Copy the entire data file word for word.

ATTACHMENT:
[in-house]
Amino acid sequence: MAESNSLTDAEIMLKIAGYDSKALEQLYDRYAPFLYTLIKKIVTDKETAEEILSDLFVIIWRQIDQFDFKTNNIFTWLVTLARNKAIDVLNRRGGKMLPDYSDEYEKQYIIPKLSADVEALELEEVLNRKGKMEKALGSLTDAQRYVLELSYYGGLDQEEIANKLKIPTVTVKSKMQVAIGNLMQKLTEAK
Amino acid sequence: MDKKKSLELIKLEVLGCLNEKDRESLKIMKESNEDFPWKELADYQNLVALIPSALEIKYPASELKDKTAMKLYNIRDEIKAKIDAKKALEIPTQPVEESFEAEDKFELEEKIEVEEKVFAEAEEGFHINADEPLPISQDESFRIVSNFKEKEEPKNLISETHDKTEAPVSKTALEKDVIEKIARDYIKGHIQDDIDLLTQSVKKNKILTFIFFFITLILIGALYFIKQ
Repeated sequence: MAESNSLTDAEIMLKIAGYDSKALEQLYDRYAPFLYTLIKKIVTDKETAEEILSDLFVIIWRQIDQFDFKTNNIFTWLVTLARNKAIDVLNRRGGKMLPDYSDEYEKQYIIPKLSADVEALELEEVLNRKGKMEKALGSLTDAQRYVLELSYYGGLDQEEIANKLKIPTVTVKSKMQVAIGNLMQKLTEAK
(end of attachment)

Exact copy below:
[in-house]
Amino acid sequence: MAESNSLTDAEIMLKIAGYDSKALEQLYDRYAPFLYTLIKKIVTDKETAEEILSDLFVIIWRQIDQFDFKTNNIFTWLVTLARNKAIDVLNRRGGKMLPDYSDEYEKQYIIPKLSADVEALELEEVLNRKGKMEKALGSLTDAQRYVLELSYYGGLDQEEIANKLKIPTVTVKSKMQVAIGNLMQKLTEAK
Amino acid sequence: MDKKKSLELIKLEVLGCLNEKDRESLKIMKESNEDFPWKELADYQNLVALIPSALEIKYPASELKDKTAMKLYNIRDEIKAKIDAKKALEIPTQPVEESFEAEDKFELEEKIEVEEKVFAEAEEGFHINADEPLPISQDESFRIVSNFKEKEEPKNLISETHDKTEAPVSKTALEKDVIEKIARDYIKGHIQDDIDLLTQSVKKNKILTFIFFFITLILIGALYFIKQ
Repeated sequence: MAESNSLTDAEIMLKIAGYDSKALEQLYDRYAPFLYTLIKKIVTDKETAEEILSDLFVIIWRQIDQFDFKTNNIFTWLVTLARNKAIDVLNRRGGKMLPDYSDEYEKQYIIPKLSADVEALELEEVLNRKGKMEKALGSLTDAQRYVLELSYYGGLDQEEIANKLKIPTVTVKSKMQVAIGNLMQKLTEAK